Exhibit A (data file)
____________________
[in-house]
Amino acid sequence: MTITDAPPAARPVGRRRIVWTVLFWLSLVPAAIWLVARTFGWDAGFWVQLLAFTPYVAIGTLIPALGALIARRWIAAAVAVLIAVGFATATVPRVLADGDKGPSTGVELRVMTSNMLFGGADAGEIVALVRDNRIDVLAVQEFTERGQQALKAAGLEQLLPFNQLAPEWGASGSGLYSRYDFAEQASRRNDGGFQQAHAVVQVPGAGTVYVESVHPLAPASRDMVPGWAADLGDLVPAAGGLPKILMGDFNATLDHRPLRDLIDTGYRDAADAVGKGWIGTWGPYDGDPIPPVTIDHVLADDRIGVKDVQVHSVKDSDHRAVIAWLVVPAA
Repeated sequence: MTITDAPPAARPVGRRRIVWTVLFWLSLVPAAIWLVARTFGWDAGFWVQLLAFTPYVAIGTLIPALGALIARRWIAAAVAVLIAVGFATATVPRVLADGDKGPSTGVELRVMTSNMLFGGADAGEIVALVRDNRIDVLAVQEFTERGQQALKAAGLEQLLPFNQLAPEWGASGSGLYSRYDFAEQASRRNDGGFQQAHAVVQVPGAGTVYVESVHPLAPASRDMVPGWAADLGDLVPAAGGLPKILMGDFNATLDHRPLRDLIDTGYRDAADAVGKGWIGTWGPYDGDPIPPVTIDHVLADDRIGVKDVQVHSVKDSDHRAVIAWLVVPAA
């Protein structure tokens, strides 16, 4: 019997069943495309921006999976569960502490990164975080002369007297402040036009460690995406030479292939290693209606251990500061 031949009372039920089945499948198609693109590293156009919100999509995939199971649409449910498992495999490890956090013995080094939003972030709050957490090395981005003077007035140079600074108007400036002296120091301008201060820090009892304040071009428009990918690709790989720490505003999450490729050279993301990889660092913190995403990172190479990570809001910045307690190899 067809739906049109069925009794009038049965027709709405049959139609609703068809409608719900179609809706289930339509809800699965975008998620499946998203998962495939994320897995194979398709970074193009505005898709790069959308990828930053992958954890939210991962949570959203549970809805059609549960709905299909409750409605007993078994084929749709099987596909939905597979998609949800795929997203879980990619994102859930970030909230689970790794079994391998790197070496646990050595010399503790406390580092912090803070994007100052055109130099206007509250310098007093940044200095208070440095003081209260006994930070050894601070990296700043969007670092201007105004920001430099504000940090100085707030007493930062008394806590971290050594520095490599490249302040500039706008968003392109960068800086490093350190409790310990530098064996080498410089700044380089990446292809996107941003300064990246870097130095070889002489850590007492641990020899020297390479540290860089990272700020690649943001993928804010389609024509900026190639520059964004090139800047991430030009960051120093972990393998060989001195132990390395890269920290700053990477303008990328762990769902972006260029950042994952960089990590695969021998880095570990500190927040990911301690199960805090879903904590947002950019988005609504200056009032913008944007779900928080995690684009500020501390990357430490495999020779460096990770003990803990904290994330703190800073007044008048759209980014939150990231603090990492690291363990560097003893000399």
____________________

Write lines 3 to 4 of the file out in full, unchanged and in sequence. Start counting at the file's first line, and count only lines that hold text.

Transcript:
Repeated sequence: MTITDAPPAARPVGRRRIVWTVLFWLSLVPAAIWLVARTFGWDAGFWVQLLAFTPYVAIGTLIPALGALIARRWIAAAVAVLIAVGFATATVPRVLADGDKGPSTGVELRVMTSNMLFGGADAGEIVALVRDNRIDVLAVQEFTERGQQALKAAGLEQLLPFNQLAPEWGASGSGLYSRYDFAEQASRRNDGGFQQAHAVVQVPGAGTVYVESVHPLAPASRDMVPGWAADLGDLVPAAGGLPKILMGDFNATLDHRPLRDLIDTGYRDAADAVGKGWIGTWGPYDGDPIPPVTIDHVLADDRIGVKDVQVHSVKDSDHRAVIAWLVVPAA
């Protein structure tokens, strides 16, 4: 019997069943495309921006999976569960502490990164975080002369007297402040036009460690995406030479292939290693209606251990500061 031949009372039920089945499948198609693109590293156009919100999509995939199971649409449910498992495999490890956090013995080094939003972030709050957490090395981005003077007035140079600074108007400036002296120091301008201060820090009892304040071009428009990918690709790989720490505003999450490729050279993301990889660092913190995403990172190479990570809001910045307690190899 067809739906049109069925009794009038049965027709709405049959139609609703068809409608719900179609809706289930339509809800699965975008998620499946998203998962495939994320897995194979398709970074193009505005898709790069959308990828930053992958954890939210991962949570959203549970809805059609549960709905299909409750409605007993078994084929749709099987596909939905597979998609949800795929997203879980990619994102859930970030909230689970790794079994391998790197070496646990050595010399503790406390580092912090803070994007100052055109130099206007509250310098007093940044200095208070440095003081209260006994930070050894601070990296700043969007670092201007105004920001430099504000940090100085707030007493930062008394806590971290050594520095490599490249302040500039706008968003392109960068800086490093350190409790310990530098064996080498410089700044380089990446292809996107941003300064990246870097130095070889002489850590007492641990020899020297390479540290860089990272700020690649943001993928804010389609024509900026190639520059964004090139800047991430030009960051120093972990393998060989001195132990390395890269920290700053990477303008990328762990769902972006260029950042994952960089990590695969021998880095570990500190927040990911301690199960805090879903904590947002950019988005609504200056009032913008944007779900928080995690684009500020501390990357430490495999020779460096990770003990803990904290994330703190800073007044008048759209980014939150990231603090990492690291363990560097003893000399």